Bullet Point: Dear Google, you too need to talk to librarians

Bullet Point: Dear Google, you too need to talk to librarians

I have met too many librarians who take a myopic approach to privacy. That is, privacy is so important to our members that we don’t even let them decide what information to keep or share. We just wipe all our records after some time so they don’t get caught up in the Patriot Act web. What’s worse, we feel that by creating an environment that protects privacy (by eliminating choice) we are protecting the members, when in fact the information they would expose to us is so inconsequential compared to their other activities it almost doesn’t matter.


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"compared to their other activities"

Why people are sending naked photos of themselves over the internet every day, why should the library bother deleting borrower records?

umm, because people are stupider than you can possibly imagine. and if you collect data, it *your* responsibility to protect it and keep it from falling into the wrong hands, not the person you collected from. but the modern world shifts responsibility to the stupid, because we don't want the burden of having to deal with all this data after we've gotten our use from it.. as a librarian, I refuse to tell your friends that you check out books on any topic whether mundane or potentially alarming, ...... privacy is not like five bucks that you lose, but you can visit the ATM and get more.. once you lose it, it's gone forever. you can never get it back. so yes, the sign on the high-power electical junction box is not a suggestion for you to back your ass away, it is an absolute that you will die if you touch it... just like my privacy. and yours.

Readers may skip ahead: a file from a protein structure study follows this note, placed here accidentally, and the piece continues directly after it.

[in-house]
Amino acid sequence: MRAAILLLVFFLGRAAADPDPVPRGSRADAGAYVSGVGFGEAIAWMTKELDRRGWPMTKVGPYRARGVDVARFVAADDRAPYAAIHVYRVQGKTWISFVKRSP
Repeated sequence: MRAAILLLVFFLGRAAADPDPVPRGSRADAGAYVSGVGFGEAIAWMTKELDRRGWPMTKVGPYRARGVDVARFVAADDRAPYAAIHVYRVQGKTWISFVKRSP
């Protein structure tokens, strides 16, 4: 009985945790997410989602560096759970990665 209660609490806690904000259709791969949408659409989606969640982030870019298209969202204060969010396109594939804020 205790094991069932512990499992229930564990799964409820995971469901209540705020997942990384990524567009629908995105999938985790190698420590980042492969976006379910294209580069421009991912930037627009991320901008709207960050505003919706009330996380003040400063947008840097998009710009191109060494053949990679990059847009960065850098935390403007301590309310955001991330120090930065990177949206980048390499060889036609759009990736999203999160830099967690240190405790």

Because those records *will* be used?

I flatly disagree with Lankes on this, as I have with others--particularly others too young to have been around during the FBI's library investigations in the late 1960s/early 1970s.

Fact is, if those records are kept, they *will* be used--either through subpoena (if you're lucky--and the Feds regularly ignore state privacy laws in those cases) or through covert methods.

So what? So you've never taken out any book where you'd care who knew that you'd taken it out? That may be true--but people change over time, people use libraries to research beliefs other than their own, and what's "acceptable" can change over time.

Libraries should make it easy to transfer your *current* circulation data to your own database, if that's what you want, or even to a shared database (e.g. LibraryThing) if you're determined to make your reading habits public. But libraries should not be retaining those records on their own. Just because we're losing privacy in many areas and giving it away in others, libraries don't need to add to the problem.

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